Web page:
Osaka is being approached by big U.S. resort operators like MGM Resorts International, whose top executives spoke to Matsui in May. For its part, the prefecture has plans to build a casino resort in the Osaka bay area. Yumeshima, site of Osaka’s failed 2008 Olympic bid, is considered the most likely location.
“The world’s top IR operators are very keen on Osaka. If these chairman and presidents were cool toward Osaka’s potential, they wouldn’t be coming,” Matsui told reporters last month.
Osaka envisions an IR on up to 30 hectares of land, over six times the size of Tokyo Dome. It would be 30 minutes or less from the city center or an hour from Kansai airport by train, and consist of a stadium, convention center, theater, concert hall, hotel with a casino, and shops and galleries.
Potential customers include East Asian tourists, especially Chinese, and those coming for international conferences or trade shows.
Investment would come from private sources. Use of the revenue would be decided by Osaka officials. Casino operators would pay a licensing fee to the central government, with the money, Osaka promises, to be used to combat crime and addiction problems.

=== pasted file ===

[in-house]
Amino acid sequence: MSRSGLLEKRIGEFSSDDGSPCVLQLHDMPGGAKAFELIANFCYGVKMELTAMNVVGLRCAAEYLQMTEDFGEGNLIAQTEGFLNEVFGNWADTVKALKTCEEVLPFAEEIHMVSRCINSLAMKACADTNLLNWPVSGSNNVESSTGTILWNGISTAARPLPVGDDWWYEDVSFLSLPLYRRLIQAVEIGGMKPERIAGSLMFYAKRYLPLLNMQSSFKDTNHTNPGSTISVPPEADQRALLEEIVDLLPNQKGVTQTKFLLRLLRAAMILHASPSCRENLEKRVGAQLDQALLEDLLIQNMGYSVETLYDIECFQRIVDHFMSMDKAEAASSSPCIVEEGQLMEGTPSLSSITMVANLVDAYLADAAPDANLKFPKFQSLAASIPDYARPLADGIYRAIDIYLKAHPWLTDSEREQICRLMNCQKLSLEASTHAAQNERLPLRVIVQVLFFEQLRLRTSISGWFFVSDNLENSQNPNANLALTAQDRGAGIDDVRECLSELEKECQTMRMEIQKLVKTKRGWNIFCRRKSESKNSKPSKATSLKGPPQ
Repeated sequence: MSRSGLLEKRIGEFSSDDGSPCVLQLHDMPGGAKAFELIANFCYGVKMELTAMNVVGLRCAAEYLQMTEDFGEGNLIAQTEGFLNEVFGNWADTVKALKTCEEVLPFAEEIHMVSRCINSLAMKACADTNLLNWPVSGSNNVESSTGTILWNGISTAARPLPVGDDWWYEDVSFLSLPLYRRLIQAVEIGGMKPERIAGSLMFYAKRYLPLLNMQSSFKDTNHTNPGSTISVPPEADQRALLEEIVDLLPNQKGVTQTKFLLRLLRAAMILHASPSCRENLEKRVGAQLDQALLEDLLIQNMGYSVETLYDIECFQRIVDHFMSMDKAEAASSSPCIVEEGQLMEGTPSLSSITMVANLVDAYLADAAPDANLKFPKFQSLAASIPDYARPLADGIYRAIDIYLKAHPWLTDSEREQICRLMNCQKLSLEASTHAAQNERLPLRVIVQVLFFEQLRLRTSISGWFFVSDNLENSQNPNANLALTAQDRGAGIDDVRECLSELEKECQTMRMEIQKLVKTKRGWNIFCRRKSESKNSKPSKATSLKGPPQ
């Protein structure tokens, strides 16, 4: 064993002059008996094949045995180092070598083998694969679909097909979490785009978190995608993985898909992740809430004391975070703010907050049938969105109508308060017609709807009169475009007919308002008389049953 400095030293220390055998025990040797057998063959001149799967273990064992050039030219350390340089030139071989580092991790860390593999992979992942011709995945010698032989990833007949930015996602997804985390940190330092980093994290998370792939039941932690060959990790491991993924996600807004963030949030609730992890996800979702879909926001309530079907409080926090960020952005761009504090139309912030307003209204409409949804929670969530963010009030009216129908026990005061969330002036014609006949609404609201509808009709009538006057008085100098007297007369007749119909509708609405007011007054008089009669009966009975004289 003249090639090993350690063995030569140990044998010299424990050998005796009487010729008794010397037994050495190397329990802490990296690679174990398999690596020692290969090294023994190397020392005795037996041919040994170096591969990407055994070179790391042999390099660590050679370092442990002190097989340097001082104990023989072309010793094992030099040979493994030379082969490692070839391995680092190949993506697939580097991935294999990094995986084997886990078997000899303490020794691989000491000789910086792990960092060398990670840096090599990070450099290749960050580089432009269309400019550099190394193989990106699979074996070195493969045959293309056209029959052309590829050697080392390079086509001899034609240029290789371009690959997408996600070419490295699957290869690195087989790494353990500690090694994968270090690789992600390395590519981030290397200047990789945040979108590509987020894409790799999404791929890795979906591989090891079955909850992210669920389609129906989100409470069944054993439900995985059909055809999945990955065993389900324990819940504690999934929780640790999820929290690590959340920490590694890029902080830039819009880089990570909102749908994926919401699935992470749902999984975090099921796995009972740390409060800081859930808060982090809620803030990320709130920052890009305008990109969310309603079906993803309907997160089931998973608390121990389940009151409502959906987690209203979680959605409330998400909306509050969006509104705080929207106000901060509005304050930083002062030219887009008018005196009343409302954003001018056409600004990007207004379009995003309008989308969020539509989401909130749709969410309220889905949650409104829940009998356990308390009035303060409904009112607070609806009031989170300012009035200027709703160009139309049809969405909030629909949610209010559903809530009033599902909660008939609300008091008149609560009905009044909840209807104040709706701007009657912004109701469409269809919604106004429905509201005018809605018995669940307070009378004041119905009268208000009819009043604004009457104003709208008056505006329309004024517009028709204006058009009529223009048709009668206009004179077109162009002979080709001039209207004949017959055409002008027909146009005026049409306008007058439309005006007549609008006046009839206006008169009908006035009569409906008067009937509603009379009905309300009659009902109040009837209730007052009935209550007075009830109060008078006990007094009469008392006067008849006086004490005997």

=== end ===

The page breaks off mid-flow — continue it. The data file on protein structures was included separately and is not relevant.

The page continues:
The Diet bill attempts to address concerns by promising that organized crime will be kept out of the casinos, IDs will be checked, and that no one under 20 will be allowed in. Nor will casinos be built in close proximity to schools, and media promotion activities will be restricted.
Other possible restrictions, such as a limit on the number of times per day someone can visit a casino, maximum payoff levels and the banning of ATMs in the casino area, are also being discussed.
“I don’t think there are any demerits. Negative images of casinos include things like gambling addiction, public safety, etc. But Japan’s current policy includes treatment for those addicted to gambling on horse or motorboat racing, as well as pachinko addicts,” Matsui said.
The public remains wary of the push. Some opposition comes from traditional, small pachinko parlors who fear the competition, as well as educators, social workers, police and concerned parents worried about a rise in juvenile delinquency.